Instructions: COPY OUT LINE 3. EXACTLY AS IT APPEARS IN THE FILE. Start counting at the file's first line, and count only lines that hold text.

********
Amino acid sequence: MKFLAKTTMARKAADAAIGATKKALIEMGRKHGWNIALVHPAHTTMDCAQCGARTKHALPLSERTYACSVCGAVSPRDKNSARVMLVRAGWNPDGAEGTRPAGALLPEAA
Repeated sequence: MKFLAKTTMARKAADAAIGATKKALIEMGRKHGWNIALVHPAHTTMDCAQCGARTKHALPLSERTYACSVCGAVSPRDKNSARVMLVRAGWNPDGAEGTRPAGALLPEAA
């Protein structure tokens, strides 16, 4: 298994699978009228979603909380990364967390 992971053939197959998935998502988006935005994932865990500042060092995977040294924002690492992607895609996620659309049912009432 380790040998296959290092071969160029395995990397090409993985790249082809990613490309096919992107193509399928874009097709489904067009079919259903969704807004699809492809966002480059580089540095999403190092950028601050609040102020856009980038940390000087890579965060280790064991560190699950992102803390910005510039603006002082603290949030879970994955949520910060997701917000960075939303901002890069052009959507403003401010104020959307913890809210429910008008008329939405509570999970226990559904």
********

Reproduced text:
């Protein structure tokens, strides 16, 4: 298994699978009228979603909380990364967390 992971053939197959998935998502988006935005994932865990500042060092995977040294924002690492992607895609996620659309049912009432 380790040998296959290092071969160029395995990397090409993985790249082809990613490309096919992107193509399928874009097709489904067009079919259903969704807004699809492809966002480059580089540095999403190092950028601050609040102020856009980038940390000087890579965060280790064991560190699950992102803390910005510039603006002082603290949030879970994955949520910060997701917000960075939303901002890069052009959507403003401010104020959307913890809210429910008008008329939405509570999970226990559904």